Anesthesia can be defined as a state of reduced consciousness or reduced sensitivity in order to render uncomfortable procedures tolerable, safe and technically feasible. Anesthesia can also be defined as the practice of employing techniques to induce such a state. Most commonly, this is achieved by administering medications that reduce perception and attenuate reactions to stimuli. The practitioner that provides anesthesia also monitors and attends to vital physiologic functions as they are altered during the anesthetic state and are affected by the surgical procedure.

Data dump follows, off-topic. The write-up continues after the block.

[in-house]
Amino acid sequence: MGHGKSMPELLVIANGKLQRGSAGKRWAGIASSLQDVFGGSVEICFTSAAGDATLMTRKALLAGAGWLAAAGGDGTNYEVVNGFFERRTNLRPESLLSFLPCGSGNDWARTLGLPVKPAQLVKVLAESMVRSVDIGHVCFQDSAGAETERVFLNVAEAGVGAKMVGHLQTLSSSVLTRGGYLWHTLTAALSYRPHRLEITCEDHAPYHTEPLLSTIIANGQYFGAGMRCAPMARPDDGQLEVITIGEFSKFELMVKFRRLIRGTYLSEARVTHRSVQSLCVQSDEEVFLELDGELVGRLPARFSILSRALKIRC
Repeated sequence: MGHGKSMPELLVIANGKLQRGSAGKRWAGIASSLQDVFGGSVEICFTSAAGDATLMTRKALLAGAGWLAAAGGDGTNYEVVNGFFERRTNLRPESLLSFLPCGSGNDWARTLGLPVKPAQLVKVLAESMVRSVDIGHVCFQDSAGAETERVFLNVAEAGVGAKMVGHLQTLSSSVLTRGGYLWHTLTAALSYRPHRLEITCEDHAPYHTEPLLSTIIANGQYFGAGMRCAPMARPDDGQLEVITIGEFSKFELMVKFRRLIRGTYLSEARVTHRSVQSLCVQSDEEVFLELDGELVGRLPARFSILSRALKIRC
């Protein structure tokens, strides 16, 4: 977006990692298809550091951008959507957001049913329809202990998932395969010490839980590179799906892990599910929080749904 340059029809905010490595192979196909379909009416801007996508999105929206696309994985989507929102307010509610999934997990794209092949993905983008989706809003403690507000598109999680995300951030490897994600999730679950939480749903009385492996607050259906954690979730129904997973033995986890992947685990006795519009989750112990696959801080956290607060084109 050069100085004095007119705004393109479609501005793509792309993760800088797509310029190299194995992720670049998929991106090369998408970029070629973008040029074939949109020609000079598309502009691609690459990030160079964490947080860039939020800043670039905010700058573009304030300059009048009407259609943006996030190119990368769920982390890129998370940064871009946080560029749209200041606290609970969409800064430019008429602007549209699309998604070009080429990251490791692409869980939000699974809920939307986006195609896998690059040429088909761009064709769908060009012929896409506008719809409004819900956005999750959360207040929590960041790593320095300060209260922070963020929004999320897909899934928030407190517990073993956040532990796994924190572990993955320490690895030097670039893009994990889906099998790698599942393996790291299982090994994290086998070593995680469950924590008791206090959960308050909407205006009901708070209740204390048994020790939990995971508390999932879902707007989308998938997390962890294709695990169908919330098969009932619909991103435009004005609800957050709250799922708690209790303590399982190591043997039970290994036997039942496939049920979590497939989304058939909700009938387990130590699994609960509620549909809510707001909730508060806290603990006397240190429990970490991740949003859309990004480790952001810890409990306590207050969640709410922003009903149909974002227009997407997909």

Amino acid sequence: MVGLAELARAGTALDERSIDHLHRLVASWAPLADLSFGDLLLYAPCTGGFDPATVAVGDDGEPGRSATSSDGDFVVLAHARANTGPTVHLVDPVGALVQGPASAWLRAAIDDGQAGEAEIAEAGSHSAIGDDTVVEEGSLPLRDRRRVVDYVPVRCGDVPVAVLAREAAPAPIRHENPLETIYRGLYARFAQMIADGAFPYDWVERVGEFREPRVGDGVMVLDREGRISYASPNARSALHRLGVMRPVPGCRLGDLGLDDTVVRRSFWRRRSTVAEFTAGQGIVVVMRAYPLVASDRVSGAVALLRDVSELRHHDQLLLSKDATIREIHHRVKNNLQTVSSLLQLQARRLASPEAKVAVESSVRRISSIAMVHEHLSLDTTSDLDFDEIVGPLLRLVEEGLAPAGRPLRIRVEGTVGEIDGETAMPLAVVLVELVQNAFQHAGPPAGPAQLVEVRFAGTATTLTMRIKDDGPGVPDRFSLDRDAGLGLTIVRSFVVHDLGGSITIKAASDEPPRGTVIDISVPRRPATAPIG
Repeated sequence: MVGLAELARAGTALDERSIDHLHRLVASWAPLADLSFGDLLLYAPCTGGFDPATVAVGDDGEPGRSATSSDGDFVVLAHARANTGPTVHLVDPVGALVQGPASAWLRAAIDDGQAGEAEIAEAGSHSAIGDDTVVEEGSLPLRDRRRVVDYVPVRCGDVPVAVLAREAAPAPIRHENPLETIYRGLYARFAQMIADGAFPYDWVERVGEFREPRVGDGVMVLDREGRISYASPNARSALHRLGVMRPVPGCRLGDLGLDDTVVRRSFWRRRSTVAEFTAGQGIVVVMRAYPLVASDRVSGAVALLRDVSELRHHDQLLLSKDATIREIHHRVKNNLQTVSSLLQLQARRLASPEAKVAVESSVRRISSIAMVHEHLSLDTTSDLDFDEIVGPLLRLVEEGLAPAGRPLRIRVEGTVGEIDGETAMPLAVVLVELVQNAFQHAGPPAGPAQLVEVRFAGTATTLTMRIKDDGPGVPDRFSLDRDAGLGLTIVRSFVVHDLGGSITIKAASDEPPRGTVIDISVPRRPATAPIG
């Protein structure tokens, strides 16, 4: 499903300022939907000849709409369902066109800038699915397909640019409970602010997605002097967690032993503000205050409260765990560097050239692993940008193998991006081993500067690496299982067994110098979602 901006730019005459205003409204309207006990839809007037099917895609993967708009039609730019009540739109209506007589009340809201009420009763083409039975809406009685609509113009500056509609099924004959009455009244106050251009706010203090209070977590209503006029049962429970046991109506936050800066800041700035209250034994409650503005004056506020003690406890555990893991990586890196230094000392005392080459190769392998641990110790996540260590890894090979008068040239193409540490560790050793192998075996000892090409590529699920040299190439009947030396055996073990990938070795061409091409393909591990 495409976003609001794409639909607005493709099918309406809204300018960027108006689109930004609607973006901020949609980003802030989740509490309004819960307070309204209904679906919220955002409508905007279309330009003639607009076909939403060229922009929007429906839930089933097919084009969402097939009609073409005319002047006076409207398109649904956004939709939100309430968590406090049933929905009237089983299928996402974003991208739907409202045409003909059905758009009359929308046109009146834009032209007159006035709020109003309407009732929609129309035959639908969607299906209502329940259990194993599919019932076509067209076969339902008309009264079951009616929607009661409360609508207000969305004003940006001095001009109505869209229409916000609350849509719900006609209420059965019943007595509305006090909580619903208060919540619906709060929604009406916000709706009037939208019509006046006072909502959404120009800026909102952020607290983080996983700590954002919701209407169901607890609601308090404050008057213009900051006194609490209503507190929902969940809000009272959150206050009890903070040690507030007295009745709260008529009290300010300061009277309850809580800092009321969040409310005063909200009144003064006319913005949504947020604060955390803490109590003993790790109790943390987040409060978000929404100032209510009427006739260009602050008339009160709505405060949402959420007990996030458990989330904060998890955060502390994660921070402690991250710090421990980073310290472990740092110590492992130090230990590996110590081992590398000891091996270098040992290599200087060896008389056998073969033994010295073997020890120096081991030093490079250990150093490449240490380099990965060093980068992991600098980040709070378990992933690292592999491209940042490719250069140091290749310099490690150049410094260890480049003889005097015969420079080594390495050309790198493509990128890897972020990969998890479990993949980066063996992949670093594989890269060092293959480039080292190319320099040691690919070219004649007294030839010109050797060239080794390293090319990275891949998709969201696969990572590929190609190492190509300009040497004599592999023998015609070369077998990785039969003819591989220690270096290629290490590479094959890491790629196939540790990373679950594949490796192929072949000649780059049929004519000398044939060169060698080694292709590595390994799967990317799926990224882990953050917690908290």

Providers of anesthesia in the United States include anesthesiologists, nurse anesthetists, and anesthesia assistants. Anesthesiologists are specialized physicians who, after acquiring a medical degree, complete residency training of at least four years. Nurse anesthetists have achieved certification through additional schooling and training following acquisition of an initial nursing degree and practice of nursing in a critical care setting for at least one year. Anesthesia assistants attend school and undergo training to provide anesthesia under the direction of a physician anesthesiologist. Nurse anesthetists, depending upon the jurisdiction, may provide anesthesia with or without the direction of a physician anesthesiologist.